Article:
UPDATE 2: ok, i realized a couple of things, the site traffic monitor (inherent in wordpress and google analytics) both, perhaps useful if checked once a month or so are a pain if checked every day(which is what i had started doing). the problem with checking every day or once in two days is it is very easy to settle for the local maxima of clicks coming in from backtrack links on existing popular blogs. my core faults so far.

Python list vs dictionary.

Was talking to a colleague(.Net developer) and ended up lecturing him about how array(list in python) is a specific type of data structure and is a specific type of associated array. Now. the logic goes like this. Associated array(dict in python) is an key-value store. It is a method to store data in the format of a key  mapped to a value. it is usually implemented  with the help of a good hash function.

Anyway, the only constraint being any new insertion has to be of the format key, value , where both the key, value are hashable* values.

Add one more condition that the key values have to be in the increasing order of whole numbers(numbers starting at 0) and you have an array/list.

This discussion/lecture got me thinking about how it would be implemented at the python core language level. I promise to actually check the open-source code base and write a summary later, but for now here’s my thought process/guesses after some pruning over a walk.

1. A list by virtue of having whole numbers for key values will be easier to access. i.e: it can be stored in constant interval  locations in the memory. (I know python being dynamic typed and python lists being capable of storing different type of values in a list, complicates things, but only the implementation. In theory, i can just add a pointer in that memory segment to the real memory where it is stored(you know in case of a huge wall of text that doesn’t fit in the memory intervals.)).   Effect? Accessing a list can be done in Const. Time O(1).**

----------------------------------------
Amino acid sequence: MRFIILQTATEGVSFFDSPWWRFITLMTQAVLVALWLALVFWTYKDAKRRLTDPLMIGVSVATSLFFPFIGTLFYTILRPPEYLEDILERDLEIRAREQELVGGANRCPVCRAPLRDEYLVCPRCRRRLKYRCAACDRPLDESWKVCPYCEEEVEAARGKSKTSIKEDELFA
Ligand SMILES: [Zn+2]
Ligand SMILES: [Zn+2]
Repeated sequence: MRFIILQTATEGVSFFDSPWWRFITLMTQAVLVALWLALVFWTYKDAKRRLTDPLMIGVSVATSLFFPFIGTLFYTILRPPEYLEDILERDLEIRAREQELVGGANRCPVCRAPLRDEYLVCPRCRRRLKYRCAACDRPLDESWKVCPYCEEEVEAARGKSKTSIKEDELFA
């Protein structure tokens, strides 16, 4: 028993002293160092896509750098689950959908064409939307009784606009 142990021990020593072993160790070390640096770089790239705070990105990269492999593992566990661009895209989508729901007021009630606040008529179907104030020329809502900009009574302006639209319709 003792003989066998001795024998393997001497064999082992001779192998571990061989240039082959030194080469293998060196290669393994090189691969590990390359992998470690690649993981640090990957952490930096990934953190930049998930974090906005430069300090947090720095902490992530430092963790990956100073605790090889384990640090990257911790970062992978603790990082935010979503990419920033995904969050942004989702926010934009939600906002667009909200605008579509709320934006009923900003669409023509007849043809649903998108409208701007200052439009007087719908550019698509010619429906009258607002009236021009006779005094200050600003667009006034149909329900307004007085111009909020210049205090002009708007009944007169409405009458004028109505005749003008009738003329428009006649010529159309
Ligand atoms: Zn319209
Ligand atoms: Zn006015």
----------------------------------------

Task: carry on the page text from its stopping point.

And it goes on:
2. A dictionary since it can have an arbitrary data type as key, cannot be assumed to have const. memory spaces. but then we have a hash function. i.e , we pass our key to a function that is guaranteed to return a unique hash value for any  unique key.  Now the lookup becomes two fold. First

a, a Hashing to get the hash key,

b, Search the table for an entry with the same key as the hashed key value.

Now what is the Big O time for this. My first thought is well it depends on

a. the hashing function implementation

b.  The table size or rather the hashed value size w.r.to  the dictionary size.

Anyway, this reminded me of an older post i had made and the excursions i had made into the cpython source at that time. And i clearly remember some comment from that Objects/dictobject.c/h file about the hashing function being special enough to make O(1) look up. Now i did not really get it at that time and will need to check the code + comment again in context. but the basic reasoning as i remember is by avoiding most of the outlier cases and assuming most simplest/popularly used distribution of the keys, they can simplify the hashing function to O(1).  Will update more some time.

 

 

** — Turns out not exactly const time, but invariable time with respect to the number of elements in the list.  In cases of pointers, there will be variation in time depending on the size of the element stored, but the first lookup is a simple const. time lookup table.

* — by our hash function. but generally, not a file stream, socket handler, port handler , device file,  IPC pipe etc…